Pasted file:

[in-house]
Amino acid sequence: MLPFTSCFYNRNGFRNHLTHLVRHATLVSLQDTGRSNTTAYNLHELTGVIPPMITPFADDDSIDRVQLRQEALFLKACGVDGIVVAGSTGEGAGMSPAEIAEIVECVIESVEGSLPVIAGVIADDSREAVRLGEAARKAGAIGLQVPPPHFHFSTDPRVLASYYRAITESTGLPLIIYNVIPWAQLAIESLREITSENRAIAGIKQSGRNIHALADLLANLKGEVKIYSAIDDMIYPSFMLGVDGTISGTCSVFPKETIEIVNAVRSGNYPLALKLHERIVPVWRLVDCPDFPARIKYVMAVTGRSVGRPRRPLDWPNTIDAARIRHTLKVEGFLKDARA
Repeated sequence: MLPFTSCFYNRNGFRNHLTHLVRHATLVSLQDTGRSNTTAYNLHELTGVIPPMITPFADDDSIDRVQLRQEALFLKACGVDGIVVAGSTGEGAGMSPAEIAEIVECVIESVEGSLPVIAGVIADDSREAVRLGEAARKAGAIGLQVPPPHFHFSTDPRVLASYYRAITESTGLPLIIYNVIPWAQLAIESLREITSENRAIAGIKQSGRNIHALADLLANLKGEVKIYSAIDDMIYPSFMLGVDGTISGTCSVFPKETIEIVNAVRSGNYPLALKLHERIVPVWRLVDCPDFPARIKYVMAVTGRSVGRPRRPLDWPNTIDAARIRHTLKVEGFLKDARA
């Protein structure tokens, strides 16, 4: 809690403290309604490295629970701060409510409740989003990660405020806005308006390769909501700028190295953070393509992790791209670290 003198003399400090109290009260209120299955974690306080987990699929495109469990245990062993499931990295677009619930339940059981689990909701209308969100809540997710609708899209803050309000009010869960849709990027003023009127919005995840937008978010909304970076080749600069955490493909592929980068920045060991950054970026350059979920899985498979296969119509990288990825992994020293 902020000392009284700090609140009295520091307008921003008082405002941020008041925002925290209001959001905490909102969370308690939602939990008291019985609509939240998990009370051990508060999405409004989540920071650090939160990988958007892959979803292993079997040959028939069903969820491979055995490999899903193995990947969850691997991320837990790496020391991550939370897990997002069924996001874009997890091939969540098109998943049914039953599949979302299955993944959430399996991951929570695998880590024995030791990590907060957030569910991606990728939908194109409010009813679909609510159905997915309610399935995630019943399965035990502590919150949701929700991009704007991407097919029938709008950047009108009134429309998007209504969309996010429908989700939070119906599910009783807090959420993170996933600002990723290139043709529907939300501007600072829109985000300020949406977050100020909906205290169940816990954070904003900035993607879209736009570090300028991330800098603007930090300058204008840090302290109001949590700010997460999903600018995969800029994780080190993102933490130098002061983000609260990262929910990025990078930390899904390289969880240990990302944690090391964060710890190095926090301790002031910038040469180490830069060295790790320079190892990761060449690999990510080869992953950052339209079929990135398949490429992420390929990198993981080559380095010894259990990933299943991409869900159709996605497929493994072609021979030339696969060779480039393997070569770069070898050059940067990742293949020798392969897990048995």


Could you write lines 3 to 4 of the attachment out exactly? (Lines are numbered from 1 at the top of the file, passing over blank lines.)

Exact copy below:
Repeated sequence: MLPFTSCFYNRNGFRNHLTHLVRHATLVSLQDTGRSNTTAYNLHELTGVIPPMITPFADDDSIDRVQLRQEALFLKACGVDGIVVAGSTGEGAGMSPAEIAEIVECVIESVEGSLPVIAGVIADDSREAVRLGEAARKAGAIGLQVPPPHFHFSTDPRVLASYYRAITESTGLPLIIYNVIPWAQLAIESLREITSENRAIAGIKQSGRNIHALADLLANLKGEVKIYSAIDDMIYPSFMLGVDGTISGTCSVFPKETIEIVNAVRSGNYPLALKLHERIVPVWRLVDCPDFPARIKYVMAVTGRSVGRPRRPLDWPNTIDAARIRHTLKVEGFLKDARA
């Protein structure tokens, strides 16, 4: 809690403290309604490295629970701060409510409740989003990660405020806005308006390769909501700028190295953070393509992790791209670290 003198003399400090109290009260209120299955974690306080987990699929495109469990245990062993499931990295677009619930339940059981689990909701209308969100809540997710609708899209803050309000009010869960849709990027003023009127919005995840937008978010909304970076080749600069955490493909592929980068920045060991950054970026350059979920899985498979296969119509990288990825992994020293 902020000392009284700090609140009295520091307008921003008082405002941020008041925002925290209001959001905490909102969370308690939602939990008291019985609509939240998990009370051990508060999405409004989540920071650090939160990988958007892959979803292993079997040959028939069903969820491979055995490999899903193995990947969850691997991320837990790496020391991550939370897990997002069924996001874009997890091939969540098109998943049914039953599949979302299955993944959430399996991951929570695998880590024995030791990590907060957030569910991606990728939908194109409010009813679909609510159905997915309610399935995630019943399965035990502590919150949701929700991009704007991407097919029938709008950047009108009134429309998007209504969309996010429908989700939070119906599910009783807090959420993170996933600002990723290139043709529907939300501007600072829109985000300020949406977050100020909906205290169940816990954070904003900035993607879209736009570090300028991330800098603007930090300058204008840090302290109001949590700010997460999903600018995969800029994780080190993102933490130098002061983000609260990262929910990025990078930390899904390289969880240990990302944690090391964060710890190095926090301790002031910038040469180490830069060295790790320079190892990761060449690999990510080869992953950052339209079929990135398949490429992420390929990198993981080559380095010894259990990933299943991409869900159709996605497929493994072609021979030339696969060779480039393997070569770069070898050059940067990742293949020798392969897990048995």